Monthly Archives: March 2011

My brain has a mean sense of humour

This morning, I decided that it was a good idea to get an extra hour of sleep and my brain decided it was an awesome idea to play a practical joke on me. Most things translated pretty well into the dream. I had getting up and getting my stuff together on my mind, so that’s what I was doing in my dream; I was cold and have been mad at the weather, which meant my sister was going through all of my clothes trying what to decide what to wear, and I was hungry, which meant that we were planning to go out to breakfast before my class. Somewhere in the chaos of my sister trying on my clothes and a T.V. that doesn’t exist talking to me(yay dreams), I asked my sister what time it was. Turns out, it was 15 minutes after Music Theory ended. Shortly after that, my real-life alarm clock went off, meaning that even as I write this blog post, I have still not missed Music Theory.

But it’s not just “oh, bad thing happens in dream, alarm goes off in real life” that makes me positive that my brain thought that this was hilarious. The alarm didn’t go off instantly after the realisation that I had missed my class. It went off after I had unleashed a two-minute stream of cursing, but before I turned on my sister about her wasting time with my clothes when she’d clearly been dressed when she arrived at my room. So at least my brain likes my sister enough to believe that even an imaginary version of her shouldn’t be sworn at.

12 minutes left.

…and the Green Card goes to me

I used to love playing Apples to Apples. It seemed like the best party game ever, not least because of the judge’s ability to choose any red card he or she happened to like. Any game where a mafia can be described as more mystical than anything else is a good game. Playing with literal-minded people could get a bit irritating, and as I got older more of my fellow players would put down the most boring and obvious nouns for the adjective given. Some rounds that I judged were so frustrating that I threw out all the cards and demanded new ones. I soon discovered that I was able to get away with this about once a game, if I didn’t mind the grumbles of my companions. So for a while I thought that my boredom during my rounds to judge was over.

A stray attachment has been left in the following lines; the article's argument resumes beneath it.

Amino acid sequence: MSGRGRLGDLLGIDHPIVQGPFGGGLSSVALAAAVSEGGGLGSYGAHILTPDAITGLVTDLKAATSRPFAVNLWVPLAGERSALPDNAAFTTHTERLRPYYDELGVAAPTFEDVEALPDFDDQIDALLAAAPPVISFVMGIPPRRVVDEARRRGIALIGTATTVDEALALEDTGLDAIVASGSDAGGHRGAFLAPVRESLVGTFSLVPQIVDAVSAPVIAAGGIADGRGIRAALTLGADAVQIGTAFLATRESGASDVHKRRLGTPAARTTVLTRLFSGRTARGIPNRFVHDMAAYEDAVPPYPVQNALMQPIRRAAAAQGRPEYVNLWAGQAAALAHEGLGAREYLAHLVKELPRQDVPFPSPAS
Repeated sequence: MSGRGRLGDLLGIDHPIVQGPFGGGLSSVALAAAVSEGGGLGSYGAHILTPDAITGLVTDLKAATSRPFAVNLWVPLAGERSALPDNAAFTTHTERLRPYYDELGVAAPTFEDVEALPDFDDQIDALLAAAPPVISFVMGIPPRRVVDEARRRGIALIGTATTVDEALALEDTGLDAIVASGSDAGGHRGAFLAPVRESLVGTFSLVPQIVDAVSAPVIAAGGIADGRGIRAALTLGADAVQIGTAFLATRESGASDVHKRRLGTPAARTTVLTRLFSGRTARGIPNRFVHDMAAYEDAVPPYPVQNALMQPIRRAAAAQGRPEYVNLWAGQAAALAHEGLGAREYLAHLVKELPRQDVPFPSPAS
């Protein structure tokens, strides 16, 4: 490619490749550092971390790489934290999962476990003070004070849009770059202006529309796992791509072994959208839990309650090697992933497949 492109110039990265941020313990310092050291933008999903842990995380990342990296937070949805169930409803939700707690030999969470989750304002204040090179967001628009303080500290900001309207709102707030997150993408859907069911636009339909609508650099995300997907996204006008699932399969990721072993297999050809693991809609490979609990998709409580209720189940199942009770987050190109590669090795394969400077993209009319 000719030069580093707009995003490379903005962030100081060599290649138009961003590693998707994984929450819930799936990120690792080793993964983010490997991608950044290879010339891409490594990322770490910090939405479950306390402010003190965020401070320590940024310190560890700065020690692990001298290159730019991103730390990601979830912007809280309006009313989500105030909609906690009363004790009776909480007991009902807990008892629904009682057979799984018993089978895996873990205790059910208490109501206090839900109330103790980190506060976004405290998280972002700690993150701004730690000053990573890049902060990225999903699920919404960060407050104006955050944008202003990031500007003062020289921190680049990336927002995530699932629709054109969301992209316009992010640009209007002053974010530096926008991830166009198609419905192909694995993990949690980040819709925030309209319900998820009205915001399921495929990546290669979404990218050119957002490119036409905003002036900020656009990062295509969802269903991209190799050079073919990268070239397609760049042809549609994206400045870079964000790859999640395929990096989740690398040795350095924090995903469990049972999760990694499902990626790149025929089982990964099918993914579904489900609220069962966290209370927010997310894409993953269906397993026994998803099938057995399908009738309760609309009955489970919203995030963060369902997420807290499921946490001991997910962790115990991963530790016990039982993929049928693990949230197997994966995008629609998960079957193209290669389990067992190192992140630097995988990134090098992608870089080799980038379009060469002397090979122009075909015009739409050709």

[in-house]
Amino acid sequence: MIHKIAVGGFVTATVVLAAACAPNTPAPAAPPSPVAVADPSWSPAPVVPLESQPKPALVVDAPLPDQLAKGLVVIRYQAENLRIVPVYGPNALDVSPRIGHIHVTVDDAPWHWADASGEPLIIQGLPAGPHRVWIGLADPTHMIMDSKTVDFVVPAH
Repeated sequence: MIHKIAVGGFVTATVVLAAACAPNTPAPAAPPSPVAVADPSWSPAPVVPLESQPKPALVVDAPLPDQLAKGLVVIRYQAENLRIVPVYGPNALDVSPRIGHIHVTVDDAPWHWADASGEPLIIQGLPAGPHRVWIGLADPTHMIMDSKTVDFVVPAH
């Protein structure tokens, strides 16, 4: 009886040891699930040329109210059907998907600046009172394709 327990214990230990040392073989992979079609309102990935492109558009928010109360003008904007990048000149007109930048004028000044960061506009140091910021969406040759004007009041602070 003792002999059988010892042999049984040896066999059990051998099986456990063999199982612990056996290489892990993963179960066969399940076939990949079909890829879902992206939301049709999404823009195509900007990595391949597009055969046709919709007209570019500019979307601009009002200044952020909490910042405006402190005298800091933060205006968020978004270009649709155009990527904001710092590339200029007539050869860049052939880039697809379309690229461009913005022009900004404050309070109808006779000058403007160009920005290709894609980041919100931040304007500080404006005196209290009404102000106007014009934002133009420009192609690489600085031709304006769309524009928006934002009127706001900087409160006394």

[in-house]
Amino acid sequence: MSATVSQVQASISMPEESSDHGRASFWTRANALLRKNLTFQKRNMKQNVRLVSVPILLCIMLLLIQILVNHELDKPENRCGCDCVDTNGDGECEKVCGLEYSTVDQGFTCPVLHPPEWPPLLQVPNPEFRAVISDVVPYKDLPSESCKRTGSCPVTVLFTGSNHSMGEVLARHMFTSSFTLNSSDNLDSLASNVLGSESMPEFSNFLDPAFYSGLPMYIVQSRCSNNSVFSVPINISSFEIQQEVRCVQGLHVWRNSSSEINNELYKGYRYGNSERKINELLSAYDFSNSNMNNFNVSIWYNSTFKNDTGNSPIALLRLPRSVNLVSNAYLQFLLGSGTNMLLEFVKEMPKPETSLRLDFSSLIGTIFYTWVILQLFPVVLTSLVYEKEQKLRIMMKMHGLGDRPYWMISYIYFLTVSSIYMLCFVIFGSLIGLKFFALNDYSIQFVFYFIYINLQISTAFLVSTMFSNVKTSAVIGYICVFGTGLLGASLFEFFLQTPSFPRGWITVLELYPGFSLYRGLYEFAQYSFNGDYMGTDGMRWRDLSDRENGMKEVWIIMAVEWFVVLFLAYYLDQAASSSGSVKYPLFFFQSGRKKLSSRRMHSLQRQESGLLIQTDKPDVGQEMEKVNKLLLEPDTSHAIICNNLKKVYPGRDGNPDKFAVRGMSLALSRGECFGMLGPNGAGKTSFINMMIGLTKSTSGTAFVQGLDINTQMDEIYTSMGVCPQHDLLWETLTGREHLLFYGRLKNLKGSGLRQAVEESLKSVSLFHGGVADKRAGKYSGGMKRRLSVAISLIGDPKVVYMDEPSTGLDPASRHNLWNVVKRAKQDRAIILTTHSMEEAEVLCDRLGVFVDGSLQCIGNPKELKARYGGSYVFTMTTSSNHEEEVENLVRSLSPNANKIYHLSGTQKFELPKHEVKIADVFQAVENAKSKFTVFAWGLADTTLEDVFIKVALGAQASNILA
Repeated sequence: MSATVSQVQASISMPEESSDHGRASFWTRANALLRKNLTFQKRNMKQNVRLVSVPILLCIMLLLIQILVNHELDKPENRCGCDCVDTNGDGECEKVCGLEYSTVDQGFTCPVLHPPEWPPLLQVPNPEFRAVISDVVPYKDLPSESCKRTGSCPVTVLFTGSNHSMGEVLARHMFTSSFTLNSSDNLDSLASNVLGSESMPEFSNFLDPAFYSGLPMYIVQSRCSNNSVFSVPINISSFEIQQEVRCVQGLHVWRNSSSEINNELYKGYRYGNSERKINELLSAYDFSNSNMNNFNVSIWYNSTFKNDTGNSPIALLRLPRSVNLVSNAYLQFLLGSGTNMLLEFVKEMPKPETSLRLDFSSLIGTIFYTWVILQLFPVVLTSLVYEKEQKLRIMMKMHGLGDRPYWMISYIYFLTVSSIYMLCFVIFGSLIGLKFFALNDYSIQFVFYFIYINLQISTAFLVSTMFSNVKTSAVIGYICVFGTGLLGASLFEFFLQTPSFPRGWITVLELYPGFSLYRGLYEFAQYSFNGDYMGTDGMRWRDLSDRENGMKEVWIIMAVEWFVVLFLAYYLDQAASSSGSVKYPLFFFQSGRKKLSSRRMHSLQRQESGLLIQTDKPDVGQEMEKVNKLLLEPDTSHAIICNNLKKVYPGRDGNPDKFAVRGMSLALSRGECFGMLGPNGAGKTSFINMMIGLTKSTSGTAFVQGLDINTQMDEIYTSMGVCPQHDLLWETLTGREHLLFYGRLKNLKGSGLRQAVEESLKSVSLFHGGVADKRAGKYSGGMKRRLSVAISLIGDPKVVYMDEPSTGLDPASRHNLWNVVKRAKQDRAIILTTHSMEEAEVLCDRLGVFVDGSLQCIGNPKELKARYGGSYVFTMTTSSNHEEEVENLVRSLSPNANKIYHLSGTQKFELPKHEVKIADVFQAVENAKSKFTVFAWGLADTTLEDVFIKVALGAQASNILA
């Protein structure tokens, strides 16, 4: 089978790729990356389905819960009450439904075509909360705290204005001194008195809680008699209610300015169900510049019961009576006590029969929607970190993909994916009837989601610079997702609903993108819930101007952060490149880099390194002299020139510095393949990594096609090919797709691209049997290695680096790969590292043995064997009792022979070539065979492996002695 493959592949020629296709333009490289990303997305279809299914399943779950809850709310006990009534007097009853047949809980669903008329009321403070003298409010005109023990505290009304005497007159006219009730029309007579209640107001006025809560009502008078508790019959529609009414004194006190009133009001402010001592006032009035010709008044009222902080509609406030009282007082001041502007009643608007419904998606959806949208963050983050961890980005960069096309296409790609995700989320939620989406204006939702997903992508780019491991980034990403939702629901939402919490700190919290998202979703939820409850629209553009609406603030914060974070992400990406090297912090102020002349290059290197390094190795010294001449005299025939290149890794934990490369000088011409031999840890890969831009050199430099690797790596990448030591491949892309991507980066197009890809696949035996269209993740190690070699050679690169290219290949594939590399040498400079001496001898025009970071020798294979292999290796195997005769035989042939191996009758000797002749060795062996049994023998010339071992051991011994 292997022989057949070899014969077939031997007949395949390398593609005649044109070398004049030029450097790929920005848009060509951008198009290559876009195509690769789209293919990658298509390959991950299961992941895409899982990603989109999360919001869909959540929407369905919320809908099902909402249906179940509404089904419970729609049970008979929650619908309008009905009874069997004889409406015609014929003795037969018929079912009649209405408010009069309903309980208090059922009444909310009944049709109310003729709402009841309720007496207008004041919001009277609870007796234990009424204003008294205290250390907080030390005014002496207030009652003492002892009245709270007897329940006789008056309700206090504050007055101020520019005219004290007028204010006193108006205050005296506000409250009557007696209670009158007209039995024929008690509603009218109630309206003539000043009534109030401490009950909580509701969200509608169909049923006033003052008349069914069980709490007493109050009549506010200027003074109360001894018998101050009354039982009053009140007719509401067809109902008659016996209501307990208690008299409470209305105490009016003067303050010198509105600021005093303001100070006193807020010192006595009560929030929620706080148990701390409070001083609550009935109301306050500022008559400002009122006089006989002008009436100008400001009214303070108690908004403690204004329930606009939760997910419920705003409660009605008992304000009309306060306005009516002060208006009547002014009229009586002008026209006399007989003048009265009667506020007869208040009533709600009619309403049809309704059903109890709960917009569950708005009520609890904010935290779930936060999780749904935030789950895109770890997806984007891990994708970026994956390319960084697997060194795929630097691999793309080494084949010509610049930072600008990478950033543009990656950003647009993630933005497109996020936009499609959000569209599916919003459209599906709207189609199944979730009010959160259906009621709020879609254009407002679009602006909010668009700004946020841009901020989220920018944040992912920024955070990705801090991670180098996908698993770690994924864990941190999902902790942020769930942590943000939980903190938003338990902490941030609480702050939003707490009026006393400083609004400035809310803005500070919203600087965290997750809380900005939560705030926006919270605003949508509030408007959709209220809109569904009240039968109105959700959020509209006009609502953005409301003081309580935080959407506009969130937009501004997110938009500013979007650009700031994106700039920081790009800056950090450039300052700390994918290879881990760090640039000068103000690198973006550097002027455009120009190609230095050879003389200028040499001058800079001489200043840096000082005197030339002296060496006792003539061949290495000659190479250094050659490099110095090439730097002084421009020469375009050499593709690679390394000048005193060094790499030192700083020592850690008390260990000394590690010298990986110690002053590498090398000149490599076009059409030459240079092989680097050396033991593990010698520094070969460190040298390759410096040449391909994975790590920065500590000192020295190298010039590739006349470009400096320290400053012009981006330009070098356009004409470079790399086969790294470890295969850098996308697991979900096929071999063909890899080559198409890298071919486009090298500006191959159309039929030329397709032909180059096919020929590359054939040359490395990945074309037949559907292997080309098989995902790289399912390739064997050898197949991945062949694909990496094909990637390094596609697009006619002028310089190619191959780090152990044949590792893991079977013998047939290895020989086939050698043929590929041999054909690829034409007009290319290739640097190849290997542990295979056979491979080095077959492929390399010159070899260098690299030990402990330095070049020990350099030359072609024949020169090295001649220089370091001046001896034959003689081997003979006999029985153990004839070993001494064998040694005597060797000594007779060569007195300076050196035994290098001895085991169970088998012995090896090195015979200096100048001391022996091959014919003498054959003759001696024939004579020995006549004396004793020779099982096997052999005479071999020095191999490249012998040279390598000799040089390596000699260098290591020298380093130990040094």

Now, part of the skill of Apples to Apples is being able to pick up on the sorts of cards your fellow players respond to, and providing them with said cards when they are judging. My love of randomness and creativity in the game had been expressed, but I was not being given the real thing. Instead, I would receive entire stacks of cards saying “brains,” “aliens,” Darth Vader,” “James Bond,” and so on. This was even more boring than the completely literal stacks of previous games. After a few rounds of receiving what felt like the same set of geek buzzword cards again and again, I did my old trick of throwing out the hand and demanding a new one. My companions were more upset than usual. I know I at least threatened to take the adjective card for myself if they couldn’t do better, but I don’t know if I actually did or if the game just ended. It’s not really important. My real problem was that the strategy of the game had gotten so formulaic, it had lost what had appealed to me in the first place. My method of picking cards had never been, “oh, sharks are cool, sharks automatically win.” It had been more along the lines of “oh, the thought of a psychedelic shark makes me giggle, sharks win.” So people who I know who play Apples to Apples, if you pick whichever card amuses you, I will be a lot happier playing Apples to Apples with you. And I think it’s a good idea for the people who I don’t know who play Apples to Apples, too.

49 seconds left.

Sure, why not?

So sometime in the past year I’ve gone from computer-competent to “oh, broken technology that I have no experience with? Sure, I can fix that with tools I’ve never used, why not?” and I’m not exactly sure when that happened. Don’t get me wrong, I have no delusions of being especially knowledgeable about any of this stuff, but the part of me that thinks it’s probably better to not mess with things I don’t understand has shut off.

So far it’s actually worked out pretty well. The job I somehow got in IT has taught me a bit more, and as always, Google is my friend. I haven’t destroyed anything yet. Don’t worry, next week I’m going to be using a soldering iron for the first time, so at least any destruction will be dramatic and not “darn you cats with your static electricity.”

And the best part is, I’m really enjoying it. Whenever I finish working on something, I feel smart and accomplished, no matter how trivial I know it is. I’ve decided to consider something in fixing technology(see, I know the field so well) as a third choice career, after musician and recording studio technician. I like how much working on computers and other technology makes sense, which is something I’ve really needed this past year. I like not being exactly clear on what I’m doing until I’m done with it, and I realise I’ve made the whole thing work out alright.

I forgot to put my timer on. I’m very sorry. I know that the timer is the only reason anyone reads this blog(when I actually post).